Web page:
Eye Business Editor
SAMOA – The Timber Heritage Association’s quest to see rail service restored around Humboldt Bay was stoked last week by the acquisition of four mint-condition passenger cars. “Slowly but surely,” THA President Marcus Brown about the effort.
Brown recently returned from meeting with the current owners and surveying the cars in Santa Rosa. For Wes and Cindy Vail, the donation to THA is bittersweet. In THA they found a trusted recipient for the passenger cars they lovingly restored, but the transfer also means the end of their own dreams to establish an excursion train.
For years, the Vails had been working on a railroad plan in Ashland, Oregon that would incorporate dining and tourist cars, leaving from the city center for loops through the valley. In support, the Vails acquired four passenger cars that included both a business and parlor car that at one time ran Arcata’s Annie and Mary line via Northwest Pacific Railroad.
A departure station location was made and all appeared to be going well until Ashland’s City Hall pulled the plug. According to Brown, Ashland’s mayor opposed the project and had the Vail’s excursion train quashed. “They had a lot of money sunk into it,” Brown said.
Since, the cars have languished at Santa Rosa’s Historic Railroad Square – the Depot. However, the Vails are eager to get them out of the location. According to Brown, the cars are frequently graffiti tagged and broken into.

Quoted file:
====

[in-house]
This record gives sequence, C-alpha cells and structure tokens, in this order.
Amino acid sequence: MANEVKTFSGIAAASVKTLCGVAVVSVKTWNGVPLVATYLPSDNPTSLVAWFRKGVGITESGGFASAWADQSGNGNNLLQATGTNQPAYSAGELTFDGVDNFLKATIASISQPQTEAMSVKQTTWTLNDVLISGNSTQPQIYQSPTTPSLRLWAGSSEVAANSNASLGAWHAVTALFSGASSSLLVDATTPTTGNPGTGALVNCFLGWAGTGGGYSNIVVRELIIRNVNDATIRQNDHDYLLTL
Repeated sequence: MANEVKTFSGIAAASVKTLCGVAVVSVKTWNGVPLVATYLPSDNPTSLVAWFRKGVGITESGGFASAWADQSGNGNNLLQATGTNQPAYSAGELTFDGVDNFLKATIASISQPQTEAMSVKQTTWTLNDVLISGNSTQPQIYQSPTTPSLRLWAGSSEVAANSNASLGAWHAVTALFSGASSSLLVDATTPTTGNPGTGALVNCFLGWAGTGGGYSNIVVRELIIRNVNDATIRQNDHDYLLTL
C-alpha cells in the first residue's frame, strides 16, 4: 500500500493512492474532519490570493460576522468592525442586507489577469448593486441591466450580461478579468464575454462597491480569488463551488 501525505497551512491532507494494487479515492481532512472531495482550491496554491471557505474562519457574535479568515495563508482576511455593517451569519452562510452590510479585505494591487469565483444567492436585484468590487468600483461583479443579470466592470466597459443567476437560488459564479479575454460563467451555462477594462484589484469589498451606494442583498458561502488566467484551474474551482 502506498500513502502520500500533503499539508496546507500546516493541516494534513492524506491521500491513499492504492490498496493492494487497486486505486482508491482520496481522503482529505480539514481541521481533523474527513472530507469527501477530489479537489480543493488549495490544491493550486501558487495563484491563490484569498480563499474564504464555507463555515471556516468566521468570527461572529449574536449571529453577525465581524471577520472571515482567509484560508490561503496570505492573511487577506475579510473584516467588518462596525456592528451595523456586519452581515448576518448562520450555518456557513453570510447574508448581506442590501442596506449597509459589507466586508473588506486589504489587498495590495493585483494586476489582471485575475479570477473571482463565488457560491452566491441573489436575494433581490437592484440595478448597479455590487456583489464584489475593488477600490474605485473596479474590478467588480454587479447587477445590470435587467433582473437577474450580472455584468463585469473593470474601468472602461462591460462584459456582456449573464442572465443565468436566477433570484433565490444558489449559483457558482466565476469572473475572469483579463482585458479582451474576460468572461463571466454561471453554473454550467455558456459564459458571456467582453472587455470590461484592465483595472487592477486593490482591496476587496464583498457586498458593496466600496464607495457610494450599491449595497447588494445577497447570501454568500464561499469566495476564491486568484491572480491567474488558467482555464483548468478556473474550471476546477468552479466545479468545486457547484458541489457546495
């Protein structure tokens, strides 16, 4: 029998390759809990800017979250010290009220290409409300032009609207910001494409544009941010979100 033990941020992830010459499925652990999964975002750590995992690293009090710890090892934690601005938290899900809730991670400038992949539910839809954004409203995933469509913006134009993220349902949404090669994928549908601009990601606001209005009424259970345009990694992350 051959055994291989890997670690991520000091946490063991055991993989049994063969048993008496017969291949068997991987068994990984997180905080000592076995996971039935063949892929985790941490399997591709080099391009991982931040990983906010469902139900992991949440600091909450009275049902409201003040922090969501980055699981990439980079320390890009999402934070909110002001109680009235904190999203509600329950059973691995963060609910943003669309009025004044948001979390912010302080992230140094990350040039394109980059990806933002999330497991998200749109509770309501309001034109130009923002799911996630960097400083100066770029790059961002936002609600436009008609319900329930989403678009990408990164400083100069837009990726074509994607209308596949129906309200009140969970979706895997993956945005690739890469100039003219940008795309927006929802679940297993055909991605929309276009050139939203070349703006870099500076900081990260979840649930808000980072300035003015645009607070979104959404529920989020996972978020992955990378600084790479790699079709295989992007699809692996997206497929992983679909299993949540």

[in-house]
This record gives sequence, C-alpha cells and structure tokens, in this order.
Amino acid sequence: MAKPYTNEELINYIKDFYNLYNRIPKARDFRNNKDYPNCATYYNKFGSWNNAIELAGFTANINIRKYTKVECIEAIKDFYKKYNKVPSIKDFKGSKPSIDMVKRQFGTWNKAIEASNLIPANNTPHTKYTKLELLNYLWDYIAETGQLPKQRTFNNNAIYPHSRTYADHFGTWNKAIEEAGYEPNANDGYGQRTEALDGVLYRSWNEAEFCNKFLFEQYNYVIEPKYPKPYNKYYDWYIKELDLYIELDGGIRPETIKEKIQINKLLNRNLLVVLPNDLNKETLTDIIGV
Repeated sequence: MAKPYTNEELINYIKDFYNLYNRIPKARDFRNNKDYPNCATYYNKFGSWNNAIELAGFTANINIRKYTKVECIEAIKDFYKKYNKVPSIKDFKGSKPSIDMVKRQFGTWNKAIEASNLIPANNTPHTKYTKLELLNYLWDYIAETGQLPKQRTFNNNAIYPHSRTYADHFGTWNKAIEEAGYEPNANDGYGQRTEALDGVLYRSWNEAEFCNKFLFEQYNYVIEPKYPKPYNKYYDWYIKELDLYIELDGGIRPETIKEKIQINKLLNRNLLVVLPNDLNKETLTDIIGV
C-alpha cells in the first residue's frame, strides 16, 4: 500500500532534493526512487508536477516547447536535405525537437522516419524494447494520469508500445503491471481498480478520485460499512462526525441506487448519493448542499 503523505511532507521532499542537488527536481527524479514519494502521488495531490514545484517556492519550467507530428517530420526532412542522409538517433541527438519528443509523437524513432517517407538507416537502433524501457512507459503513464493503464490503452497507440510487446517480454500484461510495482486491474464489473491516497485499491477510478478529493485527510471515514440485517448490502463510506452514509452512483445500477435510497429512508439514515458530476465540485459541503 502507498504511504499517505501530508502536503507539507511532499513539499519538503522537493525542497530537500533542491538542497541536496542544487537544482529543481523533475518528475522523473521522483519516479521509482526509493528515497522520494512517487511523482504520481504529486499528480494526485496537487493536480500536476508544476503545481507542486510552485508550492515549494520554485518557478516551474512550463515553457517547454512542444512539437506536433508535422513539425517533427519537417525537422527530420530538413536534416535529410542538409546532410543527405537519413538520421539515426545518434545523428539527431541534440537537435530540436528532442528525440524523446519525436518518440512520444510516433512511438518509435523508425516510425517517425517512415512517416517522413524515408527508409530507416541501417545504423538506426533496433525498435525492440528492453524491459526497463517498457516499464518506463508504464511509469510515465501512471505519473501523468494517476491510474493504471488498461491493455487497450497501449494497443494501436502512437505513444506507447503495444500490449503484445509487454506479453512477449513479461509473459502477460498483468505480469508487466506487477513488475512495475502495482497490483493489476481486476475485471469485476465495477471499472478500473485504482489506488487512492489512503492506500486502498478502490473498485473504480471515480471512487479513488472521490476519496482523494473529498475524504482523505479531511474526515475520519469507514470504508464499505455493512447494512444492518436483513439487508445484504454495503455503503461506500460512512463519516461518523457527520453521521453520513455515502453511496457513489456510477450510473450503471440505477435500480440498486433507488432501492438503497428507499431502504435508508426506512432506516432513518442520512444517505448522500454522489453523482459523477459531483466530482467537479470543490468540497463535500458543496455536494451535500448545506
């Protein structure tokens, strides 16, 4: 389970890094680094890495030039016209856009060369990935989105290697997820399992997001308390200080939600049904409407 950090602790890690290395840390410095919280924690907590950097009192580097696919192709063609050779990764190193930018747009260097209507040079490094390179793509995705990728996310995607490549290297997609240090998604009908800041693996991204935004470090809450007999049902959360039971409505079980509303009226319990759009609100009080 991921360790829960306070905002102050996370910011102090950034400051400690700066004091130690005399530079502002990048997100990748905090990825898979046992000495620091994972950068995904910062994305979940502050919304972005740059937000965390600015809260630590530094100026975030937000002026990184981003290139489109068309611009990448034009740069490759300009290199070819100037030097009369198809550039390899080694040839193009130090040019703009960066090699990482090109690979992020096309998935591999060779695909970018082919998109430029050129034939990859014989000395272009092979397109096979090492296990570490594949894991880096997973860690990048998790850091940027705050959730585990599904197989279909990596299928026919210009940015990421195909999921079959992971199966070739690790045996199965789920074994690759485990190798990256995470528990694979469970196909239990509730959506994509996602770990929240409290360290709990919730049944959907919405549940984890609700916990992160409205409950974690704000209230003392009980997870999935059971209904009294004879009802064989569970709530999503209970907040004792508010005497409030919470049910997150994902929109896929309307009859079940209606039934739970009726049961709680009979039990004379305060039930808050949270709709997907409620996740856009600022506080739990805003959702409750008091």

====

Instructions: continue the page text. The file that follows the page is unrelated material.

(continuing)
The dining car in particular is a carefully restored piece of American rail history, with inlaid wood, stained glass and original gas lamps. Having already lost the Ashland line, the siege of the cars is too much for the Vails to witness.
The couple was also looking at donating to an alternative rail group. But at the last visit, Brown pointed out that returning the business and parlor to their Humboldt line would be a huge coup for railway history. The Vails agreed and made the donation official.
Then there’s just the minor issue of getting tons of passenger steel and iron up to THA’s museum at the Samoa Roundhouse. Brown said the shipping is estimated at $10,000 a piece, likely well beyond the non-profit’s ability to cover soon.
Rescue has come in the form of Northwestern Pacific (NWP) owner and operator John Williams. “He wants to see the tourist train going and has the goal of having the railroad running around the bay,” Brown said.
Restored track would also allow NWP’s freight cars to start moving. Retaining the North Coast Railroad Authority contract to provide freight service, a kickstarted rail would benefit Williams. According to Brown, Williams is most interested in providing small scale freight service to Humboldt docks per the planned Short Sea Shipping movement. “That would be, to me, a benign thing,” Brown said. “And we can’t get our tourist train until the tracks are fixed.”
Brown said that a bay-round tourist train would likely be pulled by Annie & Mary Diesel #1, awaiting service in Samoa, and would include five coaches now in Portola and Brown’s caboose housed in Scotia.
Regardless, the return of Humboldt Bay rail service is certain, beginning in June. THA’s Speeder rides will start on Saturday, June 26 for 30 minute trips running the line between Samoa and Manila. THA volunteers are refurbishing a car that the Speeder will pull, increasing capacity for the popular jaunts.
The rides will continue through the summer on the fourth Saturday of the month between 9 a.m. and 4 p.m. and include free tours of the roundhouse train museum. An online booking system is pending. More at timberheritage.org.